Prose by Poets

johnnywalkitoff
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Joined: January 18th, 2007, 4:56 am

January 31st, 2013, 12:15 am #1

I was just curious if we could get a list going...my interest was raised by Dave and then I am reading a book by James McCourt who apparently wrote a book about James Schuyler and then that led to remembering
A Nest of Ninnies of Ashbery/Schuyler (read, but don't remember much...two serious ladies comes to mind...?)
& then I put together a very small list:

What's for Dinner? and Alfred and Guinevere by Schuyler
Leaving the Atocha Station by Ben Lerner (read)
The (Diblos) Notebook and The Seraglio by Merrill
Recovery by Berryman (read, left no impression...fucking alcoholic and recovery books seem good in theory but I've yet to read a really great one...even Lunar Caustic by Lowry, something by Richard Yates was not memorable at all..see, don't even remember the title)

Can you add to that (yes, you can!)? Someone thought of as primarily a poet who wrote novels too...O williams, I've read a few of his, maybe I'll read them again) and yeah, The Notebooks of Malte Laurids Brigge by Rilke (never read)

The clock is a ceiling fan with no breeze.

Why do you, in becoming a crowd, look as plain and anonymous as a smear of dull and dying flowers?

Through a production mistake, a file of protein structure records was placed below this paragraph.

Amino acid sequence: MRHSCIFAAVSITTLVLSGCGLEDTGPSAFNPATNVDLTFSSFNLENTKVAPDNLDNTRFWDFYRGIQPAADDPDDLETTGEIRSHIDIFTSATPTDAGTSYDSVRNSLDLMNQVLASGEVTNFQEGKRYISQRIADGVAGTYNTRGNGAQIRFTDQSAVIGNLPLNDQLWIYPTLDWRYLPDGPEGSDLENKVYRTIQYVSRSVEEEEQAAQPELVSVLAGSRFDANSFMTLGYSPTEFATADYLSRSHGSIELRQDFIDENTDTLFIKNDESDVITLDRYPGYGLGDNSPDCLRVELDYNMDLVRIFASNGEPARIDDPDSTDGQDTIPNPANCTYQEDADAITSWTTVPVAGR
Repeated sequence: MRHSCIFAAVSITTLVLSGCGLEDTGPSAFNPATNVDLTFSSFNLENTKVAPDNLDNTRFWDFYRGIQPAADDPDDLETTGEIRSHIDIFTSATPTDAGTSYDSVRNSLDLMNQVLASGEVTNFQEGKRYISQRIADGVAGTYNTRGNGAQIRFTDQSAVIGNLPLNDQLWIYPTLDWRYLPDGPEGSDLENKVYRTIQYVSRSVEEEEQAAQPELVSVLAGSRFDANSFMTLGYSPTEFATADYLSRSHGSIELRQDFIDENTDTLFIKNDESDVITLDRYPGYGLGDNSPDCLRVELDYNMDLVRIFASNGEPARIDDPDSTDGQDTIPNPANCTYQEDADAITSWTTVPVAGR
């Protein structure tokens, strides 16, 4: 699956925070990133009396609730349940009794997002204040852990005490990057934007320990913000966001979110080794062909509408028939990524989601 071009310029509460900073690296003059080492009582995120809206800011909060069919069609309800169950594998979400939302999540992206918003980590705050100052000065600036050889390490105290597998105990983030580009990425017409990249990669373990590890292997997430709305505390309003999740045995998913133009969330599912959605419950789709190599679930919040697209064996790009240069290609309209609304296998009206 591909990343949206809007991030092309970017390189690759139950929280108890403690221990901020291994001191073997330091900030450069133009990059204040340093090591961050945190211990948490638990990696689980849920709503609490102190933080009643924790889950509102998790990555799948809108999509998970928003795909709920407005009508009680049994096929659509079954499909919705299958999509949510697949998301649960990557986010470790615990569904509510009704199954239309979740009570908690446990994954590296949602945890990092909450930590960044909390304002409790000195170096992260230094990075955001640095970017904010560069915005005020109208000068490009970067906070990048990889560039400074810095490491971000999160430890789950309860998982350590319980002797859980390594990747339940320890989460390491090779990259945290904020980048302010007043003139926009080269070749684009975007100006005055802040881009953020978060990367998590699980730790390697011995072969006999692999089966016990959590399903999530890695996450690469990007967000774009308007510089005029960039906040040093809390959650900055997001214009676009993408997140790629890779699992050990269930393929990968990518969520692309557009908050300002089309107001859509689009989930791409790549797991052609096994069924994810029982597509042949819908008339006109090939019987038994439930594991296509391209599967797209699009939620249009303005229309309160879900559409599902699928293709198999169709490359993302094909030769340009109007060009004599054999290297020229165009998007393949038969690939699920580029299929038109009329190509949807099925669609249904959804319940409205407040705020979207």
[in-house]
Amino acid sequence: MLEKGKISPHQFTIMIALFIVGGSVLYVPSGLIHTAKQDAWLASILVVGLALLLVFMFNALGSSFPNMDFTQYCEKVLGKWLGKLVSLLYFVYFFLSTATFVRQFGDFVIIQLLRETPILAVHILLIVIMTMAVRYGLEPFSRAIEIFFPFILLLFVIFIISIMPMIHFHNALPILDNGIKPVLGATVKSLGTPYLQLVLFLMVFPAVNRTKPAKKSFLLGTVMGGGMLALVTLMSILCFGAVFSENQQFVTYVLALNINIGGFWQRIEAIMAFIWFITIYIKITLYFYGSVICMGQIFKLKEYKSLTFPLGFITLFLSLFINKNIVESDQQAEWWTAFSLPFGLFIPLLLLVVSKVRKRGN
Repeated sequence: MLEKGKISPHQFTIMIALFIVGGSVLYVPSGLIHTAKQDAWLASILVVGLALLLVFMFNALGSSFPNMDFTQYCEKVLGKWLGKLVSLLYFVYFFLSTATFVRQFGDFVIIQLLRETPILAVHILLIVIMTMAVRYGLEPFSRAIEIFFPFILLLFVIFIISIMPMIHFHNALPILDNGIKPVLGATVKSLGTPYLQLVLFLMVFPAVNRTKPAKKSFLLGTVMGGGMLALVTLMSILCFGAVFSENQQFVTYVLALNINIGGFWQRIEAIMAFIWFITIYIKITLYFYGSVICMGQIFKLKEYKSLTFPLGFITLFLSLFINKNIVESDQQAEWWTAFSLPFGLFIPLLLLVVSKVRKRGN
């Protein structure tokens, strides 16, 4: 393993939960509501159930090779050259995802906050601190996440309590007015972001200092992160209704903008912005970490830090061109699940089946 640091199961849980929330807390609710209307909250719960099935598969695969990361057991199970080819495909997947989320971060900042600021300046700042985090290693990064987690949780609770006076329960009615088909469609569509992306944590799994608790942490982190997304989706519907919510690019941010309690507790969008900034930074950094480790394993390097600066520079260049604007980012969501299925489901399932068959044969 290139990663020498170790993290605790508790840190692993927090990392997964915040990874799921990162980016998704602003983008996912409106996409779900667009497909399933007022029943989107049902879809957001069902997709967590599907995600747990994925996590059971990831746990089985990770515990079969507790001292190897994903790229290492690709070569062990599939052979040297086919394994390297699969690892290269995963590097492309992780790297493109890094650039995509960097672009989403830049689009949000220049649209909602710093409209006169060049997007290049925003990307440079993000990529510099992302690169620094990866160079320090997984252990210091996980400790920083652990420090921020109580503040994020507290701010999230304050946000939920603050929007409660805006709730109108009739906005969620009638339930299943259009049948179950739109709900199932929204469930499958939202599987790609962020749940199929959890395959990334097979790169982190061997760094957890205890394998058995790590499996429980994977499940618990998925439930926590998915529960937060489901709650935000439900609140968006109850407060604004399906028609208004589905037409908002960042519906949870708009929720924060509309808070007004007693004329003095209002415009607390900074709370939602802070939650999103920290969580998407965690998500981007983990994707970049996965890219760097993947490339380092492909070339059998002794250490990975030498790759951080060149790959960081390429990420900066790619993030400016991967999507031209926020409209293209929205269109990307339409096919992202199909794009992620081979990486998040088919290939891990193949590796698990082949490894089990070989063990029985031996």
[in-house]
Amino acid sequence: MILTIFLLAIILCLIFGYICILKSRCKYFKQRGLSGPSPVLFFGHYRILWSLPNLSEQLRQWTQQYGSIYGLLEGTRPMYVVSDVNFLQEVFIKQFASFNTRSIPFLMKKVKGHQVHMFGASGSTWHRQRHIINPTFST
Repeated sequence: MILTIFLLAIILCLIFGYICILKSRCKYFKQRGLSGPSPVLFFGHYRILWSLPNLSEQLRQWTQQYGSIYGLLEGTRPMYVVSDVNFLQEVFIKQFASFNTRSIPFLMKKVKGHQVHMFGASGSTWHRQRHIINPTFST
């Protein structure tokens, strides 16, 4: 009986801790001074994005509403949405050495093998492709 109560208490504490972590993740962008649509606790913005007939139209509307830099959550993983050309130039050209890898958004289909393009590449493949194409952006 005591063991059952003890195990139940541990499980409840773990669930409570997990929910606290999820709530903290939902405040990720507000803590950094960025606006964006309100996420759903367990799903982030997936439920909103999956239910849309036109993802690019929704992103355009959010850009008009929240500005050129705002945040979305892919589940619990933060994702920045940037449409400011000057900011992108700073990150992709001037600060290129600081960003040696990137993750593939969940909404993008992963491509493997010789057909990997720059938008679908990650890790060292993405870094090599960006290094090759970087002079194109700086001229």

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January 31st, 2013, 12:27 am #2

Richard Hugo wrote a fine mystery novel.
Allen Tate wrote a very interesting novel called "The Fathers"
I think among Kenneth Koch's prose is a novel.
Philip Larkin wrote a novel too.
James Dickey too. And his is super famous.

That's all I have without getting up from this chair.

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January 31st, 2013, 12:34 am #3

And you're not fair to Berryman's book, I mean it's a fragment, what do you want.
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johnnywalkitoff
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January 31st, 2013, 12:49 am #4

Canox wrote:And you're not fair to Berryman's book, I mean it's a fragment, what do you want.
it talks down, it's didactic, it's almost an AA pamphlet and yeah I hold Berryman to a higher standard than that, fragment or not, Lowry's Lunar Caustic is much better...and James Dickey much like the most famous Hugo is sort of a novelist first in many people eye's..don't you think?